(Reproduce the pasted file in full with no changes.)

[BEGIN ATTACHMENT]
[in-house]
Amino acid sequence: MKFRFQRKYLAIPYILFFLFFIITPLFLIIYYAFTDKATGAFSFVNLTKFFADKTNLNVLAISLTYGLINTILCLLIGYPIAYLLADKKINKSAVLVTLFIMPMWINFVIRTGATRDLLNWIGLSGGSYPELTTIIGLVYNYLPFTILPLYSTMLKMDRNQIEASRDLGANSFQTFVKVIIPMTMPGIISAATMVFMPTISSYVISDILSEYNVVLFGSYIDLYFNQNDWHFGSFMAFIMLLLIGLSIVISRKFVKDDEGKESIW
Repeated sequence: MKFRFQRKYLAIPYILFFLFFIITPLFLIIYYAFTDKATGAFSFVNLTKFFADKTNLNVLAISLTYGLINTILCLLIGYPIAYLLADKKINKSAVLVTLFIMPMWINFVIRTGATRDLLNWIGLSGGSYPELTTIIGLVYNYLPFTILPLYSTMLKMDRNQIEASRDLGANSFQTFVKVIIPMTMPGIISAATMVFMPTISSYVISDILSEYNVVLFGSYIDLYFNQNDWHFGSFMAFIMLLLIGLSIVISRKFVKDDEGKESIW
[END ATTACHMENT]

[in-house]
Amino acid sequence: MKFRFQRKYLAIPYILFFLFFIITPLFLIIYYAFTDKATGAFSFVNLTKFFADKTNLNVLAISLTYGLINTILCLLIGYPIAYLLADKKINKSAVLVTLFIMPMWINFVIRTGATRDLLNWIGLSGGSYPELTTIIGLVYNYLPFTILPLYSTMLKMDRNQIEASRDLGANSFQTFVKVIIPMTMPGIISAATMVFMPTISSYVISDILSEYNVVLFGSYIDLYFNQNDWHFGSFMAFIMLLLIGLSIVISRKFVKDDEGKESIW
Repeated sequence: MKFRFQRKYLAIPYILFFLFFIITPLFLIIYYAFTDKATGAFSFVNLTKFFADKTNLNVLAISLTYGLINTILCLLIGYPIAYLLADKKINKSAVLVTLFIMPMWINFVIRTGATRDLLNWIGLSGGSYPELTTIIGLVYNYLPFTILPLYSTMLKMDRNQIEASRDLGANSFQTFVKVIIPMTMPGIISAATMVFMPTISSYVISDILSEYNVVLFGSYIDLYFNQNDWHFGSFMAFIMLLLIGLSIVISRKFVKDDEGKESIW